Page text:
The Fat Virgin was named by Columbus and is the third biggest BVI, sparsely populated and much loved for peaceful, sandy coves and astonishing natural features like the famous Baths on the south west coast. This is the sailing and water sport island and North Sound Harbour is world famous for its protected anchorage, sheltering reefs and the Bitter End Yacht Club: a bolthole for the likes of John Wayne and Brigitte Bardot back in the day and now one of the islands favourite holiday resorts.

  • The Bitter End Yacht Club is one of the best water sports resorts in the Caribbean and very family-friendly.
  • There’s a wide selection of family villas, beach front cottages and apartments across Virgin Gorda.
  • Visit Spanish Town for good shops and some of the BVI’s best restaurants.

Jost Van Dyke

Tiny and laid-back Jost Van Dyke is a beautifully beachy island and perfect for kids who prefer whale watching and dolphin spotting to theme parks. It’s plenty lively round about Great Harbour, especially when there’s something like Christmas or New Year to celebrate.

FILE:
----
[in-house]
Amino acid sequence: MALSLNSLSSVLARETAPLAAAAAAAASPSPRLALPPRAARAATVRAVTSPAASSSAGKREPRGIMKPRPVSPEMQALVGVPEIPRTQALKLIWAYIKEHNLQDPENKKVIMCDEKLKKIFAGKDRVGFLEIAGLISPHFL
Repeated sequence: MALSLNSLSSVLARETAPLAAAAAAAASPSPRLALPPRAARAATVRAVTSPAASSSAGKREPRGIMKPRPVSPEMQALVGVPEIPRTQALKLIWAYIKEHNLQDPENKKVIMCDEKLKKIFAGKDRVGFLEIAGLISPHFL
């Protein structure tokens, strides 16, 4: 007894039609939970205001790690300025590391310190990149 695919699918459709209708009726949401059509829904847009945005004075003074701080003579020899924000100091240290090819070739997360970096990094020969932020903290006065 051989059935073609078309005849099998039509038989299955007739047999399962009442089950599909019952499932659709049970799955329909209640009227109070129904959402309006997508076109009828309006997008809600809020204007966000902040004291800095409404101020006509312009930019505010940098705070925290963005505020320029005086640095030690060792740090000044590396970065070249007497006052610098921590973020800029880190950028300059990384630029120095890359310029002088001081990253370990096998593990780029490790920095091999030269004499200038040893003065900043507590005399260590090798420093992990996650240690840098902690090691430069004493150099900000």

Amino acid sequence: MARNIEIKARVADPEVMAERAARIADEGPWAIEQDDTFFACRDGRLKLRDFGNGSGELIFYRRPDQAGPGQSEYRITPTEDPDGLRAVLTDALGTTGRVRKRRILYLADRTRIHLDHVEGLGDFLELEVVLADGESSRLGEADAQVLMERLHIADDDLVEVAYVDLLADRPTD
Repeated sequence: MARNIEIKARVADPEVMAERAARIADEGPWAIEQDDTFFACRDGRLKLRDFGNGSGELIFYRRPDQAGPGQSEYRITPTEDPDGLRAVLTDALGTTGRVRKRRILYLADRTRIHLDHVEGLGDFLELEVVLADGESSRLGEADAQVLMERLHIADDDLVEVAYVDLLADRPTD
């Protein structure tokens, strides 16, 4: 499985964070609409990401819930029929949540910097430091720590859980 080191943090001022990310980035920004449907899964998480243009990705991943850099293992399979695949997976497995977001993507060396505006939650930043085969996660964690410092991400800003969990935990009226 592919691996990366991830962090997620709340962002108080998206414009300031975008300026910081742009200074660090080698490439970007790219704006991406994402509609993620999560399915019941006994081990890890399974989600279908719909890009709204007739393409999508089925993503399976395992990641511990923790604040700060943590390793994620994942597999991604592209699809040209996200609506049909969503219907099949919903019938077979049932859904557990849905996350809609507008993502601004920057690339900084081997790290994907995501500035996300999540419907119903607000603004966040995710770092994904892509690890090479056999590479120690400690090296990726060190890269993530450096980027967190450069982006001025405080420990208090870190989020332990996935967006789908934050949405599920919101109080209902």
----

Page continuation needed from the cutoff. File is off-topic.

• Good island for family houses, pretty apartments and secluded beach or estate rentals.
  • Arawaks, the Dutch, English and Carib have all called Jost home at one time or another so it packs a lot of history and culture into a small space.

Anegada

The BVIs’ coral island, Anegada is almost entirely flat and a complete contrast to its more southerly neighbours. Diving and snorkelling are outstanding off the coast and the beaches here are creamy and flawless. A magnet for nature lovers, Anegada has resident Rock Iguanas, flocks of rare birds and some of the island’s most unusual marine life.

  • The island for traditional Caribbean beach cottages and luxury villas.
  • Favourite for wreck diving round Spanish Galleons, Arawak archaeological sites and water sports.

What to do and see in the British Virgin Islands

  • Dolphin Discovery, Tortola
    A magical dolphin experience for kids with includes swimming and plenty of other porpoise centred fun.
  • Snorkel Tours, Tortola
    Take a family snorkelling tour round Virgin Gorda, Norman Island and Marina Cay with island experts.
  • Old Government House, Tortola
    Old Government House and gardens is a fascinating glimpse of gracious BVI life in one of Tortola’s most historic buildings, the grounds are spectacular.
  • Virgin Islands Folk Museum, Tortola
    This charming museum is lovely for kids, full of Arawak artefacts, old photographs, prehistoric finds and truly eccentric exhibits. It’s in a cute local house.